I'm getting ready to make a new router table. I've been shopping around
looking at wha the commercial units have for features, and one thing I
really like is the "phenolic" tops. I'm not sure what that *is*, but I'm
assuming its some sort of plastic type resin. so here's the questions:
what do you folks think of the phenolic tops? especially if you have one....
where can I get phenolic sheets (I'm fiburing probably 3/4 to 1" thick, and
probably about 24x36 or so....)
Basically, a heat set laminated plastic. The first entry oln google supplied
the following: "Phenolic sheet is a hard, dense material made by applying
heat and pressure to layers of paper or glass cloth impregnated with
synthetic resin. These layers of laminations are usually of cellulose paper,
cotton fabrics, synthetic yarn fabrics, glass fabrics or unwoven fabrics.
When heat and pressure are applied to the layers, a chemical reaction
(polymerization) transforms the layers into a high-pressure thermosetting
industrial laminated plastic."
It is great for a lot of workshop uses, jigs, tablesaw inserts, router
Check a commercial plywood or plastics outlet--let your fingers do the
I got two heavy duty copier tables for $3.00 at an auction. The tops
are 1-1/2" thick particle board with Formica finish. One made a great
router table and the other is a new table for my 24" band/meat cutting
saw. These auctions go on almost everywhere and there are some great
bargains if you use some common sense. I also got a 5' X 12 ft. folding
table for $5 because the screws had pulled out of the particle board. I
counter drilled the holes and glued in 5/16" dowels. It makes a super
layout table that I can fold up out of the way.
I have not seen any router table that had a top made entirely of phenolic.
The mounting plates, yes, but not the entire top. The stuff is rather
expensive. The price tag on a sheet the size you are talking about will be
in the multi hundreds.
One point to consider is that regardless of the material, except for
perhaps steel or cast iron, the top is going to have a tendency to sag
over time. Particle board in particular seems to be predisposed to
this tendency. And a chunk of phenolic 24"x36"x1" is going to cost
you pretty dearly, unless you luck up on a surplus/salvage deal.
Generally the table INSERT is made of phenolic, or aluminum, or secret
alloy XZQ. The router is attached to the insert and hung from the
actual router-table top.
With this is mind, irrespective of the material you use, make certain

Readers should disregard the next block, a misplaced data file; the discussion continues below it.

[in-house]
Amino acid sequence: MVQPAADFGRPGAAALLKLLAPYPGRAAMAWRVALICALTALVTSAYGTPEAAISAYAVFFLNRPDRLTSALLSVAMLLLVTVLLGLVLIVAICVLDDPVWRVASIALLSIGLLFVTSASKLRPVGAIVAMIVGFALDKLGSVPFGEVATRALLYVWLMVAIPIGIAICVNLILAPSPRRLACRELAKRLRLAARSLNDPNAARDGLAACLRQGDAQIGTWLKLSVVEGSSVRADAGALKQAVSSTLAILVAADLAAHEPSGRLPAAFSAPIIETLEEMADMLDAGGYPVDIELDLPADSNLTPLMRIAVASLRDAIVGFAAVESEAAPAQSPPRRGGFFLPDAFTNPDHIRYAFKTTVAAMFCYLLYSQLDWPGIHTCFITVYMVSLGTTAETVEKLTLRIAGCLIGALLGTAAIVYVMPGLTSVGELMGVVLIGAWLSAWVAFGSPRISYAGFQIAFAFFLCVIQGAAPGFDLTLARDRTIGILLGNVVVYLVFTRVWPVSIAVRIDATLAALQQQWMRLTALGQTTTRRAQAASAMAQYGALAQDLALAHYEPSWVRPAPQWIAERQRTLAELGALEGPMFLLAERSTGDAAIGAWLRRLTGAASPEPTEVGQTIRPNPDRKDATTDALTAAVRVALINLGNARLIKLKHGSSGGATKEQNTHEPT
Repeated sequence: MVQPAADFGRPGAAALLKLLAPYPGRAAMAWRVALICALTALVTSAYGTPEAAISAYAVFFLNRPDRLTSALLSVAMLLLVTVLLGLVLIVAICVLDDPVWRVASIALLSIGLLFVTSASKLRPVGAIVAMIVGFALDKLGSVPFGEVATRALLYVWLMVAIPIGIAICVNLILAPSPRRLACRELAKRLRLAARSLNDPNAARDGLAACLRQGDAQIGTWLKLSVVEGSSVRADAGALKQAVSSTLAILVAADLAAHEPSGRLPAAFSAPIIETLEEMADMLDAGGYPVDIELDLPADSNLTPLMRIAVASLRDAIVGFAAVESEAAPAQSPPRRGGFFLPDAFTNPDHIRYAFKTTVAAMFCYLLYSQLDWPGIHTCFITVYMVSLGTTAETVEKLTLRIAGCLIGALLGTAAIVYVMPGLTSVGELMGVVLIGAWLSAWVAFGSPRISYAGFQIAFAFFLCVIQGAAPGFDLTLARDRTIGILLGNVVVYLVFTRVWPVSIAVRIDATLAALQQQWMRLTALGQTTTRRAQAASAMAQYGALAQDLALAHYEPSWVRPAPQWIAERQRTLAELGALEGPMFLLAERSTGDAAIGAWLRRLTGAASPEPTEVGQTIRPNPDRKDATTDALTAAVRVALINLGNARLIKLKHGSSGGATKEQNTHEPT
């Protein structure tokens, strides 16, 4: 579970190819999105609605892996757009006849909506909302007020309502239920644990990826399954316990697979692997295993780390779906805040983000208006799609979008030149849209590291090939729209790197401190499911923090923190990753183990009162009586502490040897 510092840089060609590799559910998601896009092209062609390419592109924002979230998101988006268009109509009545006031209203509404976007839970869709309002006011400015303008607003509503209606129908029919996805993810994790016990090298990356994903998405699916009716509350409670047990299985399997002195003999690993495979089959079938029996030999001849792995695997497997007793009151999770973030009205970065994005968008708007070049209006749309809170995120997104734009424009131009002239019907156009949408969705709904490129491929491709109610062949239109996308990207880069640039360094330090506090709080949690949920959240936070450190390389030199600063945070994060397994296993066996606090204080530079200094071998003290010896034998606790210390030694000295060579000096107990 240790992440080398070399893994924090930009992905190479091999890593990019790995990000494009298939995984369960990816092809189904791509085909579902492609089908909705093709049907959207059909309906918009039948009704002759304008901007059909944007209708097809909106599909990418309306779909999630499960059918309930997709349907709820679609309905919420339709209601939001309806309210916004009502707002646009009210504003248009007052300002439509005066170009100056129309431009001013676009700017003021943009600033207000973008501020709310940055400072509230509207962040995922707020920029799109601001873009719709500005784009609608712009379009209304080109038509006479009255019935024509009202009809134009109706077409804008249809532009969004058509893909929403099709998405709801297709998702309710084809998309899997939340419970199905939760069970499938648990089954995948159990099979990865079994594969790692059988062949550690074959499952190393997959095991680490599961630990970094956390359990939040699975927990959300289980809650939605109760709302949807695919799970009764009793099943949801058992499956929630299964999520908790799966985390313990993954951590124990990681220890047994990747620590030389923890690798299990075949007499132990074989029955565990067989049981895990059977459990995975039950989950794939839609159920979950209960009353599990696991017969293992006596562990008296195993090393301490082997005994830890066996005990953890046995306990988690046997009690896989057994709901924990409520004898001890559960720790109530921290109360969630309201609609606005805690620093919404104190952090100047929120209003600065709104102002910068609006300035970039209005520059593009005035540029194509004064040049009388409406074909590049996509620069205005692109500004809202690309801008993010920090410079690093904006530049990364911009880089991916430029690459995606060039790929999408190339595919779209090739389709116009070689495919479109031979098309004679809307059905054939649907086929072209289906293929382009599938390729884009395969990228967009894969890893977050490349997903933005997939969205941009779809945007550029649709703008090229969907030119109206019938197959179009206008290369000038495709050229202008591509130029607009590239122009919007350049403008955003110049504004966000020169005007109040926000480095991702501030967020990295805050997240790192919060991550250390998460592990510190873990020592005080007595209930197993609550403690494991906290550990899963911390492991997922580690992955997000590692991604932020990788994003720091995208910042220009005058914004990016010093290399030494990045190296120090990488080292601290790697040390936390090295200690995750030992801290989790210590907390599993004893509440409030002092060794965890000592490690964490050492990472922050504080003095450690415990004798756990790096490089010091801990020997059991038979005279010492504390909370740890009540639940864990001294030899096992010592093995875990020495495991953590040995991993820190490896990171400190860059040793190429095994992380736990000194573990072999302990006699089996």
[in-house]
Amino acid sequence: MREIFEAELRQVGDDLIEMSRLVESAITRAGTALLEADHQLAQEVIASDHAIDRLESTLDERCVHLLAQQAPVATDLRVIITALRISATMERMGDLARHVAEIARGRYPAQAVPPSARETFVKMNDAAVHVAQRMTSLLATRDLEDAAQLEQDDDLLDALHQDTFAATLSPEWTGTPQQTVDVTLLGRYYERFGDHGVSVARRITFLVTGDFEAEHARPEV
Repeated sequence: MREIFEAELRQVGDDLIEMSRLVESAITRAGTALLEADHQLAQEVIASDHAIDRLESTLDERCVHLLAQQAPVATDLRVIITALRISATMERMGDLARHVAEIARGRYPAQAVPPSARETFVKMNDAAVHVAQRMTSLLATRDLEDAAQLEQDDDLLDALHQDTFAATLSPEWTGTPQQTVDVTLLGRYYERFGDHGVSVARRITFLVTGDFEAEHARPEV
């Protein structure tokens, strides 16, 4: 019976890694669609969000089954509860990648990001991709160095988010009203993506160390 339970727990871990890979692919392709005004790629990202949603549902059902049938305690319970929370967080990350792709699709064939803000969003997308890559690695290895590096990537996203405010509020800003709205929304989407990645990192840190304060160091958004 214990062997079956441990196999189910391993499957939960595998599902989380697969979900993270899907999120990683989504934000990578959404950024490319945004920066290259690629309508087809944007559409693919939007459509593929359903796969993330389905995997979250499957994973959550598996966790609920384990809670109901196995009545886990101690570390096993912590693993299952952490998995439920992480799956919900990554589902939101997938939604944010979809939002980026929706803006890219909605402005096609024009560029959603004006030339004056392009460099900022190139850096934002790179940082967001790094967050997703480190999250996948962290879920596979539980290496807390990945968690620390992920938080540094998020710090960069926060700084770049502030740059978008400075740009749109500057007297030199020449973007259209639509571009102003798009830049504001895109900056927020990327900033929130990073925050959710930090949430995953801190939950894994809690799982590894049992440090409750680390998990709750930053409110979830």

that it is supported in order to prevent warping/sagging. Whether by
internal panels integral to a router cabinet, or simple angle-steel
sections supporting the insert opening.
Laminated, dual sheets of 3/4" MDF glued together are often used, and
some use a piece of wood with a hold drilled in it as their router
table. I've considered using a glued up assembly of one layer of 3/4"
plywood, one layer of 3/4" MDF, topped with a laminate top. My
current table 2 slabs of 3/4" MDF and laminate. But if you leave a 20
pound router hanging there long enough, they'll all sag eventually
without proper support and sufficient thickness. Phenolic included, as
it is a composite plastic.
These are the shortcomings of many commercially sold "router tables".
They sell you with the flashy, colored do-dads, and leave you with a
sagging top that is unusable, unless you prefer distorted moldings.
If money were no object, I'd go with the bench dog cast iron top and
router lift plate. It's made to be a table saw wing (which is how I
have it installed), but you can also get an end-cap for it to make a
dedicated router table top. It's not cheap.
I've heard also that harbor freight has a similar cast iron router
table top for something like $60. IIRC, it won't take a standard size
router table insert plate. It has only a hole for the router bit to
pass through. You have to attach the router directly to the table.
That may not be a big deal though if you have a plunge router with a
router raiser attachment.
Fri, Dec 23, 2005, 8:12am firstname.lastname@example.org (jd)
<snip> what do you folks think of the phenolic tops? <snip>
where can I get phenolic sheets <snip>
Dunno, don't have one. If someone gave me some, I'd use it on my
next router table. Otherwise, I'll just stick to a plywood top, like my
Well, you might start by looking on your own, rather then asking on
an international newsgroup. Personally, I'd start looking in my
telephone book. Then I'd ask around, probaqbly starting at the local
Ace Hardware. Then I'd look on-line. Then I'd ask my mother. Then I'd
You'll never get anywhere if you believe what you "hear". What do you
- Granny Weatherwax
i did a search at mcmaster carr and found a 24"x36"x3/4" for
or you can get a router top from join tech with the insert hole already
in it for$160.24"x32" and free
If you have never worked with phenolic be thankfull and don't. The stuff is
nasty, yellow dust everywhere, bad smell and taste even with dust mask even
long after the cutting is done, and the dust is very abrasive on bearings.
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